Leadership and Staff
Current Chief Executive Officer and Director: Tom Inglesby, MD, an infectious diseases physician and founding member. He has held the position since 2009.
Current Chief Operating Officer and Deputy Director: Anita Cicero, JD, who came to the Center in 2009 from the Washington, DC, office of Drinker, Biddle & Reath, LLP.
Founders and Previous Leaders: Founding director D. A. Henderson held that post until shortly after the 9/11 attacks, when he was asked to serve first as Director of the HHS Office of Public Health Emergency Preparedness and then as Principal Science Advisor in the Office of the Secretary of HHS. Henderson returned to the Center as a Distinguished Scholar, a position he still holds.
When Henderson departed, Tara O'Toole became and remained director until 2009, when she was appointed DHS Under Secretary for Science and Technology. O'Toole's deputy director, Tom Inglesby, one of the founding members, was then appointed director, and he brought on Anita Cicero as his deputy.
Staff: The Center is known for its multidisciplinary approach to research and policy analysis and has long employed experts from the array of fields related to biosecurity, and now health security: medicine, public health, national security, law, government, and the biological and social sciences. Current (2013) senior staff members include: Amesh Adalja, MD; Gigi Kwik Gronvall, PhD; Ryan Morhard, JD; Ann Norwood, MD; Jennifer Nuzzo, SM; Monica Schoch-Spana, PhD; Eric Toner, MD; Jackie Fox, and Randy Larsen.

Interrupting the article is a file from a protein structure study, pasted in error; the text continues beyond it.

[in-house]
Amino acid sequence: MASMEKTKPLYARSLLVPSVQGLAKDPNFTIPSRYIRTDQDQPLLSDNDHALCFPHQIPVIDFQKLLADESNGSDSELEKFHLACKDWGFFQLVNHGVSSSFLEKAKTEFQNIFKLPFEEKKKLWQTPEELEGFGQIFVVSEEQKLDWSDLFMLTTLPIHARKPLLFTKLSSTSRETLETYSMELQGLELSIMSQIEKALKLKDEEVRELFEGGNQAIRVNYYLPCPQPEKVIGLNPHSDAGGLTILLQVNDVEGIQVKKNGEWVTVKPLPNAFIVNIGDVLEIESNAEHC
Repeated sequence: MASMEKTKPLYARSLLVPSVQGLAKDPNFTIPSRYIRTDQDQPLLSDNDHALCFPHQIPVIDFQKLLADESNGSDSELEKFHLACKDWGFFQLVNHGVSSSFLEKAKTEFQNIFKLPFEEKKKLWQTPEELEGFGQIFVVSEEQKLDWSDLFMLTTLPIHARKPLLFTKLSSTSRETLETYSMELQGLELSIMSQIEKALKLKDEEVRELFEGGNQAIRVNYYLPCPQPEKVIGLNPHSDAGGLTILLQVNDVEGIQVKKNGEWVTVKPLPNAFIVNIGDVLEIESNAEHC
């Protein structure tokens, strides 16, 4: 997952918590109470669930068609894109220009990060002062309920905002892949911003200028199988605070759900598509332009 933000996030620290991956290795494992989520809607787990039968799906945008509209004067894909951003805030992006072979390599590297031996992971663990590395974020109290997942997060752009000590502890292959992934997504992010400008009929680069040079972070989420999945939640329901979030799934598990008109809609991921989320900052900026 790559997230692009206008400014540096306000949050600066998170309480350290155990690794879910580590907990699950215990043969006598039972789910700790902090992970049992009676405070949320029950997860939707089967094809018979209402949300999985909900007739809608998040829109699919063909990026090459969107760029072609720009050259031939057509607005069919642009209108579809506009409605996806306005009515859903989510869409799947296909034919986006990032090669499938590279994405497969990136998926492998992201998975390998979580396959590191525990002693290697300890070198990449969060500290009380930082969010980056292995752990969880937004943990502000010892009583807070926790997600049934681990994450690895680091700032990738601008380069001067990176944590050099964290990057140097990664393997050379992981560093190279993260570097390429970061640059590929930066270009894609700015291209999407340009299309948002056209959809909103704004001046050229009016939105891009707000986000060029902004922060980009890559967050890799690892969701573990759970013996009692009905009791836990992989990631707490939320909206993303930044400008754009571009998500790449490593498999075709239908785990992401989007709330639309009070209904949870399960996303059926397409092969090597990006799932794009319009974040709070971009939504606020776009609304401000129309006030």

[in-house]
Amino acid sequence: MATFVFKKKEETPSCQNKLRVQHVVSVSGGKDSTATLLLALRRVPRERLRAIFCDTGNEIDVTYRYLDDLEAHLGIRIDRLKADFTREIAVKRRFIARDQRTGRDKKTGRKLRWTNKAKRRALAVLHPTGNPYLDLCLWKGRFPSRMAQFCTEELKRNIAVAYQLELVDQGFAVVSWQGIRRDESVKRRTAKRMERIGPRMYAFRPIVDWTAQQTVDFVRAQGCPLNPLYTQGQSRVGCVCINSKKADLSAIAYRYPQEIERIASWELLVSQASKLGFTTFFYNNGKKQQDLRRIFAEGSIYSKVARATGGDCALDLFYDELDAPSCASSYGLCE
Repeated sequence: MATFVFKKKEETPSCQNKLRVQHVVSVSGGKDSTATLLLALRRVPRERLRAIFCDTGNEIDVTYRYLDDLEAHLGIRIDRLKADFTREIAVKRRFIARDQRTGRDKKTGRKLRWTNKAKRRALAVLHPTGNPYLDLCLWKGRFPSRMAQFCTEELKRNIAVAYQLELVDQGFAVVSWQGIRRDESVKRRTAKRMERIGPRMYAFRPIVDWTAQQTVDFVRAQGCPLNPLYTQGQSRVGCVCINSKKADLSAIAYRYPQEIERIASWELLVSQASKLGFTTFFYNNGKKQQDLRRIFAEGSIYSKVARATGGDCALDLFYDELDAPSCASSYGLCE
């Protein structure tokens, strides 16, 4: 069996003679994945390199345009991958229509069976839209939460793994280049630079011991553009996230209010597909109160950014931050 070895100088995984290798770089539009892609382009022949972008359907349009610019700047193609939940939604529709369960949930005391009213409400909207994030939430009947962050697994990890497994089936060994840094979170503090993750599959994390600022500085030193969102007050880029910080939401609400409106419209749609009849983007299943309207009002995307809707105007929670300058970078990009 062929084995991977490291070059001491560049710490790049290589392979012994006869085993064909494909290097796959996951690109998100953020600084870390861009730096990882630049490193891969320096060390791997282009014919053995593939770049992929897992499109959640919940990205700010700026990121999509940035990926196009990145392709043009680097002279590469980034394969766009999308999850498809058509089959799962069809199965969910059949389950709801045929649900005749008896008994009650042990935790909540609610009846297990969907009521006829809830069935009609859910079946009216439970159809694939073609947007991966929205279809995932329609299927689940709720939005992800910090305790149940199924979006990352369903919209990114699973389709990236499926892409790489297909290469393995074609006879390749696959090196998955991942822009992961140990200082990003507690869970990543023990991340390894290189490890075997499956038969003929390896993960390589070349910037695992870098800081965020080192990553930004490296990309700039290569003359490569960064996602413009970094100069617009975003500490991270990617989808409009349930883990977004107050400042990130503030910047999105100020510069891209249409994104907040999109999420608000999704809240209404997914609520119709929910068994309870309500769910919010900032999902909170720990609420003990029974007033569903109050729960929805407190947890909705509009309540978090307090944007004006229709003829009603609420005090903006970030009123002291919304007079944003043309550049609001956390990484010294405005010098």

Sample of Contributions to the Field
Consensus guidelines for medical and public health management of the category A biological agents: One of the Center's earliest contributions to the field was a series of papers published in the Journal of the American Medical Association (JAMA) that detailed consensus guidelines for medical and public health management of anthrax, smallpox, plague, botulinum toxin, tularemia, and the hemorrhagic fever viruses.
Major bioterrorism exercises: The Center is also well known for hosting two high level bioterrorism exercises: Dark Winter (2001) and Atlantic Storm (2005), both of which were instrumental in illuminating the threat and challenges posed by biological weapons.
Developing new leaders in the field: In 2012, the Center started a new initiative, Emerging Leaders in Biosecurity, to identify and support the next generation of leaders in the field.
The Center launched the first and only peer-reviewed journal in the field, Biosecurity and Bioterrorism: Biodefense Strategy, Practice, and Science in 2003. The journal is published by Mary Ann Liebert, Inc. Co-Editors-in Chief are Tom Inglesby and D. A. Henderson, and Jackie Fox is Managing Editor.